Would you be interested in a plan that helps you pay out-of-pocket medical costs on a tax-exempt basis? We offer such a plan - it's called a health care flexible spending account.
How it works...
If you choose to participate, you will elect to have a specified amount of money deducted from you paycheck each pay period on a "pre-tax" basis. Because the money is taken out of your check before taxes, your taxable income is reduced. The funds you contribute are added to a reimbursement account that is non-taxable. Later, when you incur a qualified expense, you are reimbursed from this account. Therefore, you pay fewer taxes and increase your take home pay. The annual elected amount is available to the employee from the first day of enrollment in the account. Eligible employees can elect to redirect up to the IRS eligible annual limit ($2,750 for 2020) into a Medical Flexible Spending Account.
A health care FSA may be used to pay qualified health care expenses not covered under any other plan. Examples of "qualified expenses" include (see IRS Publication 502 for a more complete description of qualified expenses):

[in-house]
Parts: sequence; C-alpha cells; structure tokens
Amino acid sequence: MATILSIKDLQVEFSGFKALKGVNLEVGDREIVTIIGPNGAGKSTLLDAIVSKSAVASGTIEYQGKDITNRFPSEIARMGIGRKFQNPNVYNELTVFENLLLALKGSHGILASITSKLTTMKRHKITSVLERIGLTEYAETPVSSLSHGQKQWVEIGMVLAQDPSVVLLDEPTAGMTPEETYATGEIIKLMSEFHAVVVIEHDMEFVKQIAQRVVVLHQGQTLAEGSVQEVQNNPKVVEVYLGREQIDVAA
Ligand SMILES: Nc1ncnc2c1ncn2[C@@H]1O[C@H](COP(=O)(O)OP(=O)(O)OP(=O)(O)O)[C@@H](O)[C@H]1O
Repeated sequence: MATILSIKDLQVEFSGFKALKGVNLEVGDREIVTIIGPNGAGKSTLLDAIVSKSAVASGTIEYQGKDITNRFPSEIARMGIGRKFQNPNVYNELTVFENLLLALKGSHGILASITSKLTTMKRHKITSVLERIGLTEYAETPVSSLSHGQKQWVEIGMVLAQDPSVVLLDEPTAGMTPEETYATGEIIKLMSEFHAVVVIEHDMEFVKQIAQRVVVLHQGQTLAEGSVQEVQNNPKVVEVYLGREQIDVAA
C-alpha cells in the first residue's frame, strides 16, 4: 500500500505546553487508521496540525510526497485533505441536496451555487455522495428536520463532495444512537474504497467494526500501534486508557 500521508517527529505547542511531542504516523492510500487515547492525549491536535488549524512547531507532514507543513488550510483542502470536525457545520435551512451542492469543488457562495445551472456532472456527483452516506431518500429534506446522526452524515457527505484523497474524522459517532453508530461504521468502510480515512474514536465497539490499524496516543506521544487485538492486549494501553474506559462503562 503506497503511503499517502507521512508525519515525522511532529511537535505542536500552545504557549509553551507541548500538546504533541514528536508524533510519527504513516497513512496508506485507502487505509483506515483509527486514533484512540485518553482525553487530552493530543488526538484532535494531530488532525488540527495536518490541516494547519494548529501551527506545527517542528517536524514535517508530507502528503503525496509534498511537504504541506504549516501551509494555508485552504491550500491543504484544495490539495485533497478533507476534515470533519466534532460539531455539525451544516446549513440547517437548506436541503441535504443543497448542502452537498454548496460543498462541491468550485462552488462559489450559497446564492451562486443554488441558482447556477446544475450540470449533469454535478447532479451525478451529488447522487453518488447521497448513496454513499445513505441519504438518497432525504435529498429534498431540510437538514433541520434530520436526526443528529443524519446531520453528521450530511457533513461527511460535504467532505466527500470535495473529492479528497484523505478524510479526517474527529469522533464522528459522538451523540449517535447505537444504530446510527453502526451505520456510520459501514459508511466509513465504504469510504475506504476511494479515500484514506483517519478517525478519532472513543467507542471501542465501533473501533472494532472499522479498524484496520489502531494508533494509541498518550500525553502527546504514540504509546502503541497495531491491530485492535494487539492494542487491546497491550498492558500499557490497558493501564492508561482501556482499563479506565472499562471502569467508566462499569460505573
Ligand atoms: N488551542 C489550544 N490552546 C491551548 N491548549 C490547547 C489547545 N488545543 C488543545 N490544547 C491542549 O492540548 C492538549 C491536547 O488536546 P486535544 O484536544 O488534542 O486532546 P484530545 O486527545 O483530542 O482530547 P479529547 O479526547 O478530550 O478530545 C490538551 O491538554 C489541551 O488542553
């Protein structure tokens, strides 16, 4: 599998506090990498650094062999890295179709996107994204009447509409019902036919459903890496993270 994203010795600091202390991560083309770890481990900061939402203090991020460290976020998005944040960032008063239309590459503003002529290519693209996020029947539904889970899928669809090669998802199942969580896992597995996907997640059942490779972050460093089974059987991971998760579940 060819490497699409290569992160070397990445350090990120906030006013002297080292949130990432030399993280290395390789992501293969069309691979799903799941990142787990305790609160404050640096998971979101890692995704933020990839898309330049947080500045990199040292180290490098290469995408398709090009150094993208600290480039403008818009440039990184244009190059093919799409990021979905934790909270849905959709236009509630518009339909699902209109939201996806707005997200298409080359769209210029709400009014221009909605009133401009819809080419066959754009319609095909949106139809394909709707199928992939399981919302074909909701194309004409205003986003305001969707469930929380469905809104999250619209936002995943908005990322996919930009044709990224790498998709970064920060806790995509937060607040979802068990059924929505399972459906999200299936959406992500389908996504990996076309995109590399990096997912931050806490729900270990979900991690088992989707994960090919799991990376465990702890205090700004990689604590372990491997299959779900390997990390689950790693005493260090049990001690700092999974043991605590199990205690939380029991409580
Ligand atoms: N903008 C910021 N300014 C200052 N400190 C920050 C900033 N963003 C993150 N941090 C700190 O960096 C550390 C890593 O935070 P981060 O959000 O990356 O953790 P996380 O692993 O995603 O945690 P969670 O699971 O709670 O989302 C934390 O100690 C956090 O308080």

- Health plan deductibles and co-pays
- Non-covered qualified health care expenses, such as routine physicals, oral contraceptives, Dental plan deductibles and co-pays
- Non-covered qualified dental expenses, such as orthodontia expenses for dependent children, etc.
- Vision care expenses, including glasses or contact lens and supplies, corrective refractive surgery, etc.
- Individual psychiatric counseling
- Special education, devices or instructions for the blind and/or deaf
If you pay for dependent care, you may be in line for a tax break that will put more money in your pockets. Our flexible benefits plan offers you the option of participating in a dependent care reimbursement plan.
How it works...
A dependent care plan allows you to set aside pretax money each month to help pay your dependent care costs. Because the money is taken out of your check before taxes, your taxable income is reduced. The funds you contribute are added to a reimbursement account that is non-taxable. Later, when you pay for the care of a qualified dependent, you are reimbursed from this account. Therefore, you pay fewer taxes and increase your take home pay. Access to money in the account is available as soon as payroll contributions are made.
There are some limitations to a dependent care reimbursement plan. Examples include a maximum contribution of $5,000 per family for a married couple filing jointly or for a single parent. For a married person filing separately, the limit is $2,500. In addition, the dependent care must enable you and your spouse to be employed and the service must be for the physical care of the child, not for education, meals, etc.